With all the interconnectivity between social media platforms these days, it can be confusing knowing what and how to link them all together. Facebook will connect to Twitter and vice versa. Constant Contact’s Simple Share feature will post emails to Facebook, Twitter and LinkedIn. WordPress will automatically send your new posts to about six other platforms including those already mentioned.
So how does one determine the best way to link them? Start by deciding which is your base platform, i.e., the one that drives the rest of your content campaign. For most people, this will be their blog. In this case, original content on your blog will be publicized using other social media accounts and email.
Next, decide how you want the content to flow. For example, once you’ve written your blog where should you publicize it first? If you’re using WordPress, go to Settings=>Sharing from your Admin Dashboard to select the channels where you would like to send your new blog posts. I have mine linked to Twitter, LinkedIn and Google+. Notice that I don’t link to Facebook. This is because currently there is a bit of wonkiness involving which image Facebook selects when it posts to your page. In many cases, it doesn’t select an image that you’ve used in the article, but it will use something from your home page which may or may not be appropriate or to your liking. It will sometimes use the featured image you’ve set in WordPress, but I haven’t found this to be reliable. Therefore, once I’ve published an article I manually post the link to Facebook, giving me a lot more control.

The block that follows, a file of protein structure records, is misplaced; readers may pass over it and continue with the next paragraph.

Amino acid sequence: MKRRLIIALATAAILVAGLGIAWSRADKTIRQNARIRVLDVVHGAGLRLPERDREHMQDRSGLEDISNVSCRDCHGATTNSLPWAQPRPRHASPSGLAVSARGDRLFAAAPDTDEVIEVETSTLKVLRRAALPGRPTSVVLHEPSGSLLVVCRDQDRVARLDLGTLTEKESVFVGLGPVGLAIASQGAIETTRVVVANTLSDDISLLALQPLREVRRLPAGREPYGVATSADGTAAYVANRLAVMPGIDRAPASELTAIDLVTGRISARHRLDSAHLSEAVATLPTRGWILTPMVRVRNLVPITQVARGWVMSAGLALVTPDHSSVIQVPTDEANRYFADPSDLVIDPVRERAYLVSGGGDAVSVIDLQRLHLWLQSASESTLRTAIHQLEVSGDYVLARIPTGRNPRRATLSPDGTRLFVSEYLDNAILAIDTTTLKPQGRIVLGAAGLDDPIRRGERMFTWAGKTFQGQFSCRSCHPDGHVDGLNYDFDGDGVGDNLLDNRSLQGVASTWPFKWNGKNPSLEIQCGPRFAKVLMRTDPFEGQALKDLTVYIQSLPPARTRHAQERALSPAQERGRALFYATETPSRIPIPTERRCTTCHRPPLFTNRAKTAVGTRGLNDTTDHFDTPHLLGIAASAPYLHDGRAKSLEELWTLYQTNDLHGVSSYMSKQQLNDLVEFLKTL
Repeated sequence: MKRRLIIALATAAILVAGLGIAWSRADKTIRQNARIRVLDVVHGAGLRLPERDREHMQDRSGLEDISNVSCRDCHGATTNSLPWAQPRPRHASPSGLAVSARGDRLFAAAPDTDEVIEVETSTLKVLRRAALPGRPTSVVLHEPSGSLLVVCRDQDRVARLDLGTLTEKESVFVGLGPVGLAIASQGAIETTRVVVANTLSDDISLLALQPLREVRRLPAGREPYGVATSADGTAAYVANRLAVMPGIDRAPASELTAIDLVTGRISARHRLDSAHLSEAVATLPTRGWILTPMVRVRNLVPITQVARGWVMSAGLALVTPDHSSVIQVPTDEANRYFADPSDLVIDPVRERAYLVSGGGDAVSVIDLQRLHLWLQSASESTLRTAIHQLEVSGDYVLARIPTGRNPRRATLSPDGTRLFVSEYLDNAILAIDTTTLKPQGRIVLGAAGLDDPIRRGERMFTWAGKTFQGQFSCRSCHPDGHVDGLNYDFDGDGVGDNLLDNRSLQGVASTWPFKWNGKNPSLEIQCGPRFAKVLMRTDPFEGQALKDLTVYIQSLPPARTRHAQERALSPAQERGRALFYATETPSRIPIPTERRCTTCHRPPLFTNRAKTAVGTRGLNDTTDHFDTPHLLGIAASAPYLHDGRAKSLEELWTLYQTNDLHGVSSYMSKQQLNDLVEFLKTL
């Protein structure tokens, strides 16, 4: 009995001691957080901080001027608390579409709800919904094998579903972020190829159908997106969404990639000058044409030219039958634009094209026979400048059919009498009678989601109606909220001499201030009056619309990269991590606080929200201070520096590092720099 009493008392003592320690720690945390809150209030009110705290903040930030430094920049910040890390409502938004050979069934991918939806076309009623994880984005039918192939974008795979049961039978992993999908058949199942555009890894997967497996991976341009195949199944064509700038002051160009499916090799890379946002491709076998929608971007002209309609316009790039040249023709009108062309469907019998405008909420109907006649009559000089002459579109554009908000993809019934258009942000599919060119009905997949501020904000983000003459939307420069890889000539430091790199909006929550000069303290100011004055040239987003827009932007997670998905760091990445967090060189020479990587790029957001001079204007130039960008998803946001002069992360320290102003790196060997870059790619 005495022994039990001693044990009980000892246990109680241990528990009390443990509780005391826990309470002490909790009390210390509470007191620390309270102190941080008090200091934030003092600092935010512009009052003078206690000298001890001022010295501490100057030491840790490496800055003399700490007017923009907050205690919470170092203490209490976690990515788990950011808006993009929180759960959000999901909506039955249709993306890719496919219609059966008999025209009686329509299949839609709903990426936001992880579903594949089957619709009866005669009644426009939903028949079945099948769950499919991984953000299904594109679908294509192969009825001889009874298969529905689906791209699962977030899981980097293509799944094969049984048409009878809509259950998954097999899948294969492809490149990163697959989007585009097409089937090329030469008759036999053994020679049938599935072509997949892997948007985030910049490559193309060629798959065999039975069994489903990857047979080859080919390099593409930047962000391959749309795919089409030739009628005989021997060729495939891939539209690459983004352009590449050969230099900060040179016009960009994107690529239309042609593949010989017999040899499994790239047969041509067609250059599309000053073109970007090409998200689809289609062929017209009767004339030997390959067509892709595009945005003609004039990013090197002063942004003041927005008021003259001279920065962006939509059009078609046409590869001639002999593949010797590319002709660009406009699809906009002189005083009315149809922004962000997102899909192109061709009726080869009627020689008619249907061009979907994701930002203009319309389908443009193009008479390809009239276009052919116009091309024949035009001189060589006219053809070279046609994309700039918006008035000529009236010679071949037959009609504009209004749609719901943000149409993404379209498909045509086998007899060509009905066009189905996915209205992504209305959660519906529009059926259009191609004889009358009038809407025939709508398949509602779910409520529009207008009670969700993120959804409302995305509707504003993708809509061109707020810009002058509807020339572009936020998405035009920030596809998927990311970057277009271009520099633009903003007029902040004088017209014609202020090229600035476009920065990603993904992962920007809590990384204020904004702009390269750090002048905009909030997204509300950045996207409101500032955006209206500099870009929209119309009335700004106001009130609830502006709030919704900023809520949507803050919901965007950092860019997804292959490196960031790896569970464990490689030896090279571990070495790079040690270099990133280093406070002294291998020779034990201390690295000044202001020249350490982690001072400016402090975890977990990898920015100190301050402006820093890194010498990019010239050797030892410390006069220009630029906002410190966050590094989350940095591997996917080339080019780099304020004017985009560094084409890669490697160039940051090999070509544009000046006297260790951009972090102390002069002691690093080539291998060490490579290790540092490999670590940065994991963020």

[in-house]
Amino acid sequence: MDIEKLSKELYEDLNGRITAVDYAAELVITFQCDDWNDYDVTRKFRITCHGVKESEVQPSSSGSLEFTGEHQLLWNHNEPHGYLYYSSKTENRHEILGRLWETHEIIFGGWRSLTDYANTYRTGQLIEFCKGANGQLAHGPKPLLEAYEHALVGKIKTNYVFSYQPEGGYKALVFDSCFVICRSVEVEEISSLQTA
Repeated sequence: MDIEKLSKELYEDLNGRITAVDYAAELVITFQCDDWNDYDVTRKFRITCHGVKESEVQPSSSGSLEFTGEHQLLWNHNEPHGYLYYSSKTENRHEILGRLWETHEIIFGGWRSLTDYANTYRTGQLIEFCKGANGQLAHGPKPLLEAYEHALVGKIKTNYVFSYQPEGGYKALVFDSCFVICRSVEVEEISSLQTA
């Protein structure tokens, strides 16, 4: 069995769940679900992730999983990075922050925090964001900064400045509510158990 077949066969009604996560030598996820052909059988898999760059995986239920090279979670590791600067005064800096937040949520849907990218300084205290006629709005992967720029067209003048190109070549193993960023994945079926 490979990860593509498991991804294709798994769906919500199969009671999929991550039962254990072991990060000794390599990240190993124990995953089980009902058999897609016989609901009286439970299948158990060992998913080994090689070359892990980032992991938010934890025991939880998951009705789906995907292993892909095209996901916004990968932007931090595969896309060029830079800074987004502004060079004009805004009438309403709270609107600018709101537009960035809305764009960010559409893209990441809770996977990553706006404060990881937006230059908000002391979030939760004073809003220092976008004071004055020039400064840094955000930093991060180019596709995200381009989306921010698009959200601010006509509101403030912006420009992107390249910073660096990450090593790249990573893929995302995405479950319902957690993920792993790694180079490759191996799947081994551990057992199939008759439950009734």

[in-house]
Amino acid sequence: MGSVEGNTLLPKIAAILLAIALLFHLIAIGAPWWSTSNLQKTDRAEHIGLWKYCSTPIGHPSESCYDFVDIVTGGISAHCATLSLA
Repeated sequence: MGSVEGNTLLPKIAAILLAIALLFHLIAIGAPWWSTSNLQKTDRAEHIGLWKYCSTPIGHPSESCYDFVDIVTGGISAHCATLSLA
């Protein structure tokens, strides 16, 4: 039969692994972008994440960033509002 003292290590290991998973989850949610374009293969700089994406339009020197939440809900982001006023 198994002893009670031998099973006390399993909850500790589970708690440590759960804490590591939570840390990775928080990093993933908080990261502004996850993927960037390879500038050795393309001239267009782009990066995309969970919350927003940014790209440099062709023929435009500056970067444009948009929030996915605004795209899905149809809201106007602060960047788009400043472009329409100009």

It might be helpful to visualize the order and flow in which you are posting to various media. Here’s how I see my campaign:
Now, here’s where things can get a little tricky. Keeping in mind that you want the content to flow in a particular direction, you may or may not want Facebook linked to Twitter, or vice versa, because you might end up with duplicate tweets and posts, which can look a bit sloppy (as in the right side of the diagram above). My preference is not to link them. This way I can format the posts specifically to the media. For instance, I don’t like to include hashtags in my Facebook posts because that’s really a Twitter facility. I don’t use Constant Contact’s Simple Share feature very often because my content has already been posted to social media by the time I push send.
Another factor you may want to consider is that not all platforms have similar prime times for posting. Monday before noon may be the best time for you to post to your blog for your particular readership, but after noon may be the best time to post it to Facebook. Twitter engagement goes up 30% on weekends so perhaps you should hold off until then to tweet it. However, this all might be splitting hairs for your particular campaign so don’t panic. Just give it some thought.
When it comes to using all the interconnecting features in social media I apply the same caveat that I do to all technology: Just because you can do something doesn’t mean that you should.